Slack likes the process now where administrators at each school come up with proposed cuts that are aired in public. “We’re looking at a bigger picture,” she said. “With CBAC, people would want a specific item kept.”

Slack also said, “I loved the World Café where you got to listen to administrators talk about what was important.”

If the $92 million proposal were to be voted down on May 20, Slack said, “I think we would have to revise somewhat. The people have spoken.”

She continued, about the margin of the current spending plan above the tax-levy limit, “We’re down to $12,000 out of $90 million. That’s no breathing room at all.”

Slack also complimented the leaders of building and grounds and the transportation department for coming up with sizable cuts.

On drafting a budget that goes over the state-set levy limit, Slack said, “I think it would raise a red flag with some people.”

With three-quarters of the budget based on employee salaries and benefits, Slack said, “Raises and salaries are important to people. It’s what you live on.”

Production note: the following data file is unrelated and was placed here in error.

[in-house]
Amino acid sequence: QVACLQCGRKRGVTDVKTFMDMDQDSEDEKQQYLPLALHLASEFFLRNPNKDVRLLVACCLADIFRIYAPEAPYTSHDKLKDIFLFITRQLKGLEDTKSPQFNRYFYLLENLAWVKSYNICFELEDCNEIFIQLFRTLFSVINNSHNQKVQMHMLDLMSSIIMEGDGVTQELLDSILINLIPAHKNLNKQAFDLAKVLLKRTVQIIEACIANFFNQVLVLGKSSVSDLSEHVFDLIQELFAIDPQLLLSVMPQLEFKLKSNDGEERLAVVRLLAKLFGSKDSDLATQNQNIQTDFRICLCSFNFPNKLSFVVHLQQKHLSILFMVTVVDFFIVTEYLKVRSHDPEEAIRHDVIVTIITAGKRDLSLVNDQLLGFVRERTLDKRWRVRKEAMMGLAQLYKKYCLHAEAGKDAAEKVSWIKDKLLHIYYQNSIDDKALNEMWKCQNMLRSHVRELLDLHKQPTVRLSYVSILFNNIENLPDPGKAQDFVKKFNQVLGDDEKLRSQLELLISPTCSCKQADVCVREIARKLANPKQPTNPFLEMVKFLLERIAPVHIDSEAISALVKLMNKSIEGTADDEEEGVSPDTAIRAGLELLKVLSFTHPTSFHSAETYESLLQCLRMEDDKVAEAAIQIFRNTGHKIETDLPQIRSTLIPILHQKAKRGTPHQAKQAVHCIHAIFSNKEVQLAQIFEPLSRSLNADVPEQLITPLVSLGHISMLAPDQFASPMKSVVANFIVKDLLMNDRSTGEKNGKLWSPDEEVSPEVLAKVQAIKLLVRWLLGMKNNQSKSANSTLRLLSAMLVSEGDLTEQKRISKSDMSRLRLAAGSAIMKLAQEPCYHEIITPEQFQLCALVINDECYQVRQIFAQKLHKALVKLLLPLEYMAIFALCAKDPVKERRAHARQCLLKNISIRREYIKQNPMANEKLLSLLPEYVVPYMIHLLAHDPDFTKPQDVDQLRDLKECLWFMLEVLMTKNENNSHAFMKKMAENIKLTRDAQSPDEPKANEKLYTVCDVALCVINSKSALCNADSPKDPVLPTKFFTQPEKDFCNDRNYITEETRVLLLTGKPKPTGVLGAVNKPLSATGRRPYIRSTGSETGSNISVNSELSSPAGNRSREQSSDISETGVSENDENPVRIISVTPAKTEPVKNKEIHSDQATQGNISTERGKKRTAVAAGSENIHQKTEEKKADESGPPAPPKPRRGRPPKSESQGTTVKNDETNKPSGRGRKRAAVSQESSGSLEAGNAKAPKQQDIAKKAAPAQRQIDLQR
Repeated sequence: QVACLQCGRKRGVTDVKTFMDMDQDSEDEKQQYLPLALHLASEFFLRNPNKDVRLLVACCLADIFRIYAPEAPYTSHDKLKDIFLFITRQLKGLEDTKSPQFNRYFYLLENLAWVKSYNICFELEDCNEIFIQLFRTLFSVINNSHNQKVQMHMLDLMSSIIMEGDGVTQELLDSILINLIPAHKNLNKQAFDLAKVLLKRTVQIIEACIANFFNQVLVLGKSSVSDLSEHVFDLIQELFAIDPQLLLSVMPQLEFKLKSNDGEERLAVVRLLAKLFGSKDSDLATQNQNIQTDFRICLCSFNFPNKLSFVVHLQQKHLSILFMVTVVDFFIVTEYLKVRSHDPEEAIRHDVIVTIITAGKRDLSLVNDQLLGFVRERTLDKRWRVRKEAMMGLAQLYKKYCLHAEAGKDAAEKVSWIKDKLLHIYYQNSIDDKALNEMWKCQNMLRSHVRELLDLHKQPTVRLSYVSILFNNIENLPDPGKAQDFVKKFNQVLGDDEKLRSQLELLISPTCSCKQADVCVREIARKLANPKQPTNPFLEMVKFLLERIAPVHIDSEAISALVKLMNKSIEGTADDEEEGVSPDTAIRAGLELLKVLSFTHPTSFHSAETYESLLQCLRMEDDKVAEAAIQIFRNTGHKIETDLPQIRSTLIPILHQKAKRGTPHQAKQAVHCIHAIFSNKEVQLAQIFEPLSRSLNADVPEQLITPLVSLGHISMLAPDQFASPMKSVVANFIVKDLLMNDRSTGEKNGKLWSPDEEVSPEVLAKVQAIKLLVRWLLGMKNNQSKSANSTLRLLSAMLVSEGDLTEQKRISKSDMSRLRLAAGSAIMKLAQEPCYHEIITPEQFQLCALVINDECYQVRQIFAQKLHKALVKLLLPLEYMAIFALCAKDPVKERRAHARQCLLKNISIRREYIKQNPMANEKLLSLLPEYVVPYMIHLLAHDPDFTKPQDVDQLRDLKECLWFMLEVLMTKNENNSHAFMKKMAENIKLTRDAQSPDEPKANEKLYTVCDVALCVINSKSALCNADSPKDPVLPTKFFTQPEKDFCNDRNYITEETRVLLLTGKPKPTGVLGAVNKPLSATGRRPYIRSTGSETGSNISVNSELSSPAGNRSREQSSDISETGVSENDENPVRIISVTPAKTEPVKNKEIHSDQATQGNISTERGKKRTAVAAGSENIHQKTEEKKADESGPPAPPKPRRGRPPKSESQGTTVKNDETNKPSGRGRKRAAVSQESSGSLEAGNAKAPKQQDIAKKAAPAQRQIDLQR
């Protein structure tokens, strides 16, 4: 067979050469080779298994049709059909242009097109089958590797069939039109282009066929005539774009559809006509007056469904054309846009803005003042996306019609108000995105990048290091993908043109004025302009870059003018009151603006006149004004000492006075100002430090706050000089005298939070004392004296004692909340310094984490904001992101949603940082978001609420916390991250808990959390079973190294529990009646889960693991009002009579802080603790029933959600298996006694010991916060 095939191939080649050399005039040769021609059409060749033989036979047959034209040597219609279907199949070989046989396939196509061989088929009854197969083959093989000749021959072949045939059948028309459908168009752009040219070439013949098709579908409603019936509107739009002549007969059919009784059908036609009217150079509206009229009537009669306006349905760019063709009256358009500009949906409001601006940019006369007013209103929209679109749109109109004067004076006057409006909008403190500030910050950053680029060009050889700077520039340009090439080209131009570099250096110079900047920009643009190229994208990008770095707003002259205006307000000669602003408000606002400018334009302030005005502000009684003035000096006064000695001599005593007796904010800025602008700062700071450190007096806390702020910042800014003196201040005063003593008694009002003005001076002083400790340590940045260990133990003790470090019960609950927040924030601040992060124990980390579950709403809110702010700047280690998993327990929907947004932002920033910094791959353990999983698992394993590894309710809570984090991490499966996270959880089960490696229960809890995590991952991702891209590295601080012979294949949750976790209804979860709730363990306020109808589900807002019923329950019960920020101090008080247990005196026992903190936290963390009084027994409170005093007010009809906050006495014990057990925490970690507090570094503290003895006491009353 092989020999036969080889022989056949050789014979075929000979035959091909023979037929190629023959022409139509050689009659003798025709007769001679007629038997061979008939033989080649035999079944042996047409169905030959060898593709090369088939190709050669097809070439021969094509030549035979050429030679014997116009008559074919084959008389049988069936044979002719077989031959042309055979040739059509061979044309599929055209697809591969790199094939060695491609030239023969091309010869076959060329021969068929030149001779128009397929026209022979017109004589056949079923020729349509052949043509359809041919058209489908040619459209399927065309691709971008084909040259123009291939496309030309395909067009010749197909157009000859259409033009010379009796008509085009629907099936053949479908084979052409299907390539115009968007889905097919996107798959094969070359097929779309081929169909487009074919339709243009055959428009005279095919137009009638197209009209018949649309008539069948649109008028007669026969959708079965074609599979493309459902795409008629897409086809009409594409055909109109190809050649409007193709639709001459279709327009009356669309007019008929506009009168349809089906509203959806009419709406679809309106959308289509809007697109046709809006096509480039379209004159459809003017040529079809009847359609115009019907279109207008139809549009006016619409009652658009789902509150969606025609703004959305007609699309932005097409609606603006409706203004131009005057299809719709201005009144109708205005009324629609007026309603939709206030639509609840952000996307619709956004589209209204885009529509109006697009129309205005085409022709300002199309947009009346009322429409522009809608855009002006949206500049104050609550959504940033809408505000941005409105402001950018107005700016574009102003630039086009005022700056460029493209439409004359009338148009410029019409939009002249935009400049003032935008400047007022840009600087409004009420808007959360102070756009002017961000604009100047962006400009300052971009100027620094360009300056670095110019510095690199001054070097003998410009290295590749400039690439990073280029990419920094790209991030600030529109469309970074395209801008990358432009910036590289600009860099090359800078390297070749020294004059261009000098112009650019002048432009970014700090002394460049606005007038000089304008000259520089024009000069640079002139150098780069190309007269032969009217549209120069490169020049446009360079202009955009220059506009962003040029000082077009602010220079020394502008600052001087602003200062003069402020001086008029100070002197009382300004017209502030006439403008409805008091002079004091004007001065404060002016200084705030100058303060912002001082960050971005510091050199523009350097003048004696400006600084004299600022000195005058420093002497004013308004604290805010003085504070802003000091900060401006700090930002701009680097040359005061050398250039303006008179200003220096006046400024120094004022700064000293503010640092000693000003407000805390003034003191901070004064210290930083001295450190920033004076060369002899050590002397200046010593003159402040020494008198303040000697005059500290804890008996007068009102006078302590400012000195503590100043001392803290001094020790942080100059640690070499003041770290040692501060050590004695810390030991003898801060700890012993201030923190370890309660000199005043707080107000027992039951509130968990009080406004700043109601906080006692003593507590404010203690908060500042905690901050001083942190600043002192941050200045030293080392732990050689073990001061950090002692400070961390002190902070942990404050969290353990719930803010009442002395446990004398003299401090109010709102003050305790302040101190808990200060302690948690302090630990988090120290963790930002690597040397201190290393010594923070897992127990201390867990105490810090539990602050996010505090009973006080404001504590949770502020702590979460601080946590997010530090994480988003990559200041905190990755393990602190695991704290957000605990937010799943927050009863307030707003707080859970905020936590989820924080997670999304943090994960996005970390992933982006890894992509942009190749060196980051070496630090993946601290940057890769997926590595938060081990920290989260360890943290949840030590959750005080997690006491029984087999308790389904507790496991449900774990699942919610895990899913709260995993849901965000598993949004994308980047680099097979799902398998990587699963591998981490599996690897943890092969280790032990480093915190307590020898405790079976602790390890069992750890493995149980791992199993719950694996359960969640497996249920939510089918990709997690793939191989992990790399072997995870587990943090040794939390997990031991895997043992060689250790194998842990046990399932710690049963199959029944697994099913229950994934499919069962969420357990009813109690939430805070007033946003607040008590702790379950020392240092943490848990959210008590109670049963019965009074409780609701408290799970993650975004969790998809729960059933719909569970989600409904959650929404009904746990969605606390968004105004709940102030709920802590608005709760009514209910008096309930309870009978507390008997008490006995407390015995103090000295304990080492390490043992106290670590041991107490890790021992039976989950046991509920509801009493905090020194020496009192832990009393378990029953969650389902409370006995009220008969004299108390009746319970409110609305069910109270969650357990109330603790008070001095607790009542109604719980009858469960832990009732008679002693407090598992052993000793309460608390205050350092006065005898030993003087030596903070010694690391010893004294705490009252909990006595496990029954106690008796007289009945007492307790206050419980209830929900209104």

Slack also said, “We need to respect the people in our community. We often don’t get above 60-percent approval.”

She concluded, “I appreciate the sacrifices people who work in the school district are making. I don’t think we can ask the taxpayers to take on more.”

On state tests, Slack said she had recently attended two discussions on the Common Core Learning Standards.

“I’m more convinced the problem is not Common Core,” she said. “The problem was the perfect storm of Common Core and APPR all at once,” she said of the Annual Professional Performance Review. “The Common Core will be good.”

Slack went on, “To start a new curriculum and test right away is not good. You don’t want to teach for the test. But you do want to teach the curriculum.”

She concluded, “I’m not opposed to Common Core...Teachers have agreed to APPR.”

Slack said she has a friend who is a math professor and helped develop the Common Core. On visiting classrooms to see math taught, she concluded, “The kids are OK with it. If you understand things well, it’s easy to grasp new ideas. The same thing with reading.  You don’t have to stop reading fiction,” she said, just because of the new emphasis on non-fiction.